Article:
It never ceases to amaze the lengths to which so many good, "God-fearing Christians" will go to spread the active hatred and oppression of an entire class of Americans. Their crime? Well, DUH!!...they're homosexual, which means they're in violation of
their narrow, hateful morality God's law.
I myself harbor no great love for homosexuality. Honestly, it's a non-starter for me. Why should my opinion about how someone lives their life matter a damn? What is so wrong, so horrible, so intolerable about people who simply want to be free to live and love as they see fit? Why do so many see it as not only their perfect right, but their moral obligation, to work towards making homosexuals second-class citizens? Why does this even have to be an issue? Or is it simply that the haters would have nothing to cling to if not for their hatred and their ignorance? Are they worried that their lives would be of no import without someone to hate and marginalize?
Since when did hatred become a family value? When did it become fashionably "Christian" to teach that it's OK to hate homosexuals because of their evil, sinful lifestyle? Where in the Bible does it say that Jesus actively taught that this sort of enmity was not only permitted but an obligation required of all who would call themselves "Christian"? You may not realize it, but this could reasonably be taken as evidence that Christian charity is on life support, if not altogether moribund.
I grew up in the Lutheran Church. My parents forced me to go to Sunday School for years, so while I may not be ordained, I think I have a pretty good knowledge of the teachings of Jesus Christ. I've got to tell you that, no matter how hard I rack my brain, I can't recall being taught that Jesus condoned the hatred and marginalization of those whose lifestyle one happens to loathe.
From where I sit, this country took some major steps forward over the past week or so. With gay marriage becoming legal in both Iowa and Vermont (and New York may not be far behind), we at least seem to have the hope of achieving something resembling equality for ALL Americans. No, I'm not naive enough to think that this is something I'll see in my lifetime- perhaps not even in my next- but two states is progress, because it's two more standing for equality than was the case two weeks ago.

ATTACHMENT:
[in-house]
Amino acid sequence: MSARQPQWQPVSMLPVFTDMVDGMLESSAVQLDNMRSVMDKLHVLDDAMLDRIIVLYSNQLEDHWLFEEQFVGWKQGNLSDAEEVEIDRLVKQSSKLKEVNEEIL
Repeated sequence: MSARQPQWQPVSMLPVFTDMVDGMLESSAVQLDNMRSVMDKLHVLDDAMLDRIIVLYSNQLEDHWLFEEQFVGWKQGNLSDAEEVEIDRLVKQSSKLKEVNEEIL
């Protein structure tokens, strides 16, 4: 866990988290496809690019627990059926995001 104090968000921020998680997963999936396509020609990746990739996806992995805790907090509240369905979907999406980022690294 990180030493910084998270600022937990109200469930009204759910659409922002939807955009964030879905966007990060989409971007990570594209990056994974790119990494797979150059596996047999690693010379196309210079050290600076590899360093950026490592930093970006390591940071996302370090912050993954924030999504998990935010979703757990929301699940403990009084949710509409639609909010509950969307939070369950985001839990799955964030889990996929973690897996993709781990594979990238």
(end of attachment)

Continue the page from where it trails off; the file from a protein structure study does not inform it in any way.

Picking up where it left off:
The problem here is that there are far too many hateful bigots who are perfectly willing to view homosexuals less as people with hopes and dreams than evil reprobates out to corrupt our innocent children and OUR WAY OF LIFE. Oh, the humanity.... While the idjits rant on about the "homosexual agenda" or the "threat" that gay marriage poses to OUR WAY OF LIFE, they continue teaching their children that hating and marginalizing others simply for who they are is perfectly acceptable. Hatred of homosexuals has for far too many "Christians" become the new Christian charity. The problem here is that Christianity is NOT about hate, and it's NOT about discrimination...and it's certainly NOT about treating an entire class of people as if they're something less than human.
I hope to live long enough to see the day when ALL Americans enjoy true equal, without qualifiers, or "yeah-buts", or "except-fors". I'm a realist, so I harbor no expectation that this will actually happen, but there was a time when no one could have reasonably put forth the dream that an African-American would be comfortably ensconced behind the big desk in the Oval Office. I still believe that Good will defeat Evil, so I have to believe that we can defeat the haters.
Vermont and Iowa represent little...and yet they represent everything. Freedom and equality are worth fighting for, and there are many who have spent years fighting for the same rights and benefits that you and I take for granted. Journeys and dreams are generally accomplished in baby steps, and Vermont and Iowa represent nothing if not steps in the right direction.
Perhaps there's hope for us, after all.